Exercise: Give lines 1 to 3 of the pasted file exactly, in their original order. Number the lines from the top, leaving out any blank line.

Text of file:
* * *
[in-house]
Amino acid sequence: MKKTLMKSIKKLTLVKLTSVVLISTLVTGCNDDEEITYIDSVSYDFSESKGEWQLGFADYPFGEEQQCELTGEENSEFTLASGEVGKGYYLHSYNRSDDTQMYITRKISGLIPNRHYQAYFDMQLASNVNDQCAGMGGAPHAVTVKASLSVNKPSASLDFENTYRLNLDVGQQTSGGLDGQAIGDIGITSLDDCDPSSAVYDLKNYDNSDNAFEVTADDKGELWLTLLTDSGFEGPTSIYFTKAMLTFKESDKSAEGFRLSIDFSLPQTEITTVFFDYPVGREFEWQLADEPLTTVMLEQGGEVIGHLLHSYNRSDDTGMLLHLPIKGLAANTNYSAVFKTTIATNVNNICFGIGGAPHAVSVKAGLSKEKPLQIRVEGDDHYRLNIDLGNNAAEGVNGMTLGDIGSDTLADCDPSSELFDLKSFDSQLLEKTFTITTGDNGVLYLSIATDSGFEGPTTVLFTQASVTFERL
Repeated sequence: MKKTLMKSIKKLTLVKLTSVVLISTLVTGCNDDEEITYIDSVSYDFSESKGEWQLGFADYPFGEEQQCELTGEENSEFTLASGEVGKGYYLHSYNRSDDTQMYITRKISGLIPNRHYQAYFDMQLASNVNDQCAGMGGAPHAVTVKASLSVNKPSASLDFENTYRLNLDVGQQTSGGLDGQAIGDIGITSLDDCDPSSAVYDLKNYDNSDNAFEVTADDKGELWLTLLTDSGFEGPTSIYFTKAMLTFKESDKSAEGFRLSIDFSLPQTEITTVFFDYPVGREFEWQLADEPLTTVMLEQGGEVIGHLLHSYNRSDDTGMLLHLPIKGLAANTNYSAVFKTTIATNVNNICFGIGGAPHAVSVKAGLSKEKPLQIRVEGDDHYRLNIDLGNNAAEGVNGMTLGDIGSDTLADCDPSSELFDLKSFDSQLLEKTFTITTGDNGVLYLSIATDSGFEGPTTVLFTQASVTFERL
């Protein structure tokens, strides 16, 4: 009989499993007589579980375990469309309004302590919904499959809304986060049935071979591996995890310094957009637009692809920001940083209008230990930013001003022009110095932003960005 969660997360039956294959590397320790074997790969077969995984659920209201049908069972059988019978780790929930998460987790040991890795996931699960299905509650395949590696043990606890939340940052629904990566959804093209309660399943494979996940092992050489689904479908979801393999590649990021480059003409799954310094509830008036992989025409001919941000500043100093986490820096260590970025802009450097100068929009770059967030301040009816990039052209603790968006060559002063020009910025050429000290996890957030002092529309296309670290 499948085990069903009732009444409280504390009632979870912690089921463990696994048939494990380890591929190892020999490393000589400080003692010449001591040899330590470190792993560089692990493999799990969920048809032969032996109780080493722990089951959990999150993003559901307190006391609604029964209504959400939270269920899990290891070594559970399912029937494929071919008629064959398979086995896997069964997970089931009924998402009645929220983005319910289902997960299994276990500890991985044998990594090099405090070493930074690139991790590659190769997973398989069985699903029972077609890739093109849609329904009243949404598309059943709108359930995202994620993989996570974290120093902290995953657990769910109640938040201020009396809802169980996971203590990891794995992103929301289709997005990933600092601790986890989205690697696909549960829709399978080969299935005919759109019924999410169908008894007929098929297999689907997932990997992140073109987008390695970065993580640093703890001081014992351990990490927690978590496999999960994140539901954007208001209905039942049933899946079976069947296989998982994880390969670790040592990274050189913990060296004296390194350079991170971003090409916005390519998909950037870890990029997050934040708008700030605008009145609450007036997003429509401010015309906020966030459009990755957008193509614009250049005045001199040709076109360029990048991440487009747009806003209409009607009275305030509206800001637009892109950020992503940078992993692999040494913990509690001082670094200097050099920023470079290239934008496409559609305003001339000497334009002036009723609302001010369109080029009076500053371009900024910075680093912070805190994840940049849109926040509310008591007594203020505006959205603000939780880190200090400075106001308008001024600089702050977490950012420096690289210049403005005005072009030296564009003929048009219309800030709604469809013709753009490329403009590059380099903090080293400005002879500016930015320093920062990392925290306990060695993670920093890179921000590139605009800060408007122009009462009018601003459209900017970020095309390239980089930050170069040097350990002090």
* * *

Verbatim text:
[in-house]
Amino acid sequence: MKKTLMKSIKKLTLVKLTSVVLISTLVTGCNDDEEITYIDSVSYDFSESKGEWQLGFADYPFGEEQQCELTGEENSEFTLASGEVGKGYYLHSYNRSDDTQMYITRKISGLIPNRHYQAYFDMQLASNVNDQCAGMGGAPHAVTVKASLSVNKPSASLDFENTYRLNLDVGQQTSGGLDGQAIGDIGITSLDDCDPSSAVYDLKNYDNSDNAFEVTADDKGELWLTLLTDSGFEGPTSIYFTKAMLTFKESDKSAEGFRLSIDFSLPQTEITTVFFDYPVGREFEWQLADEPLTTVMLEQGGEVIGHLLHSYNRSDDTGMLLHLPIKGLAANTNYSAVFKTTIATNVNNICFGIGGAPHAVSVKAGLSKEKPLQIRVEGDDHYRLNIDLGNNAAEGVNGMTLGDIGSDTLADCDPSSELFDLKSFDSQLLEKTFTITTGDNGVLYLSIATDSGFEGPTTVLFTQASVTFERL
Repeated sequence: MKKTLMKSIKKLTLVKLTSVVLISTLVTGCNDDEEITYIDSVSYDFSESKGEWQLGFADYPFGEEQQCELTGEENSEFTLASGEVGKGYYLHSYNRSDDTQMYITRKISGLIPNRHYQAYFDMQLASNVNDQCAGMGGAPHAVTVKASLSVNKPSASLDFENTYRLNLDVGQQTSGGLDGQAIGDIGITSLDDCDPSSAVYDLKNYDNSDNAFEVTADDKGELWLTLLTDSGFEGPTSIYFTKAMLTFKESDKSAEGFRLSIDFSLPQTEITTVFFDYPVGREFEWQLADEPLTTVMLEQGGEVIGHLLHSYNRSDDTGMLLHLPIKGLAANTNYSAVFKTTIATNVNNICFGIGGAPHAVSVKAGLSKEKPLQIRVEGDDHYRLNIDLGNNAAEGVNGMTLGDIGSDTLADCDPSSELFDLKSFDSQLLEKTFTITTGDNGVLYLSIATDSGFEGPTTVLFTQASVTFERL